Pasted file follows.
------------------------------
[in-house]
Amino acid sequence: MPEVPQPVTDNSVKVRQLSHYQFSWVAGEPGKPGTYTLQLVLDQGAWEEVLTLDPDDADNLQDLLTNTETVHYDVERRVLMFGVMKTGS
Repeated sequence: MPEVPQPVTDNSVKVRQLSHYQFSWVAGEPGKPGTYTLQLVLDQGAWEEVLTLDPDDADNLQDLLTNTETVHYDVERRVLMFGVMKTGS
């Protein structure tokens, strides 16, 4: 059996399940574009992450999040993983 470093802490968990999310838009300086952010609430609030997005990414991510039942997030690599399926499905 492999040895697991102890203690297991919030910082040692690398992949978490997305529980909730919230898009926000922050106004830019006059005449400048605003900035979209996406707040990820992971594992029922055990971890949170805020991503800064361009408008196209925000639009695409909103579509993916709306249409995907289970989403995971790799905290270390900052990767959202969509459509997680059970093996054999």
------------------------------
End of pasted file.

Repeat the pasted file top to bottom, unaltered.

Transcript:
[in-house]
Amino acid sequence: MPEVPQPVTDNSVKVRQLSHYQFSWVAGEPGKPGTYTLQLVLDQGAWEEVLTLDPDDADNLQDLLTNTETVHYDVERRVLMFGVMKTGS
Repeated sequence: MPEVPQPVTDNSVKVRQLSHYQFSWVAGEPGKPGTYTLQLVLDQGAWEEVLTLDPDDADNLQDLLTNTETVHYDVERRVLMFGVMKTGS
């Protein structure tokens, strides 16, 4: 059996399940574009992450999040993983 470093802490968990999310838009300086952010609430609030997005990414991510039942997030690599399926499905 492999040895697991102890203690297991919030910082040692690398992949978490997305529980909730919230898009926000922050106004830019006059005449400048605003900035979209996406707040990820992971594992029922055990971890949170805020991503800064361009408008196209925000639009695409909103579509993916709306249409995907289970989403995971790799905290270390900052990767959202969509459509997680059970093996054999």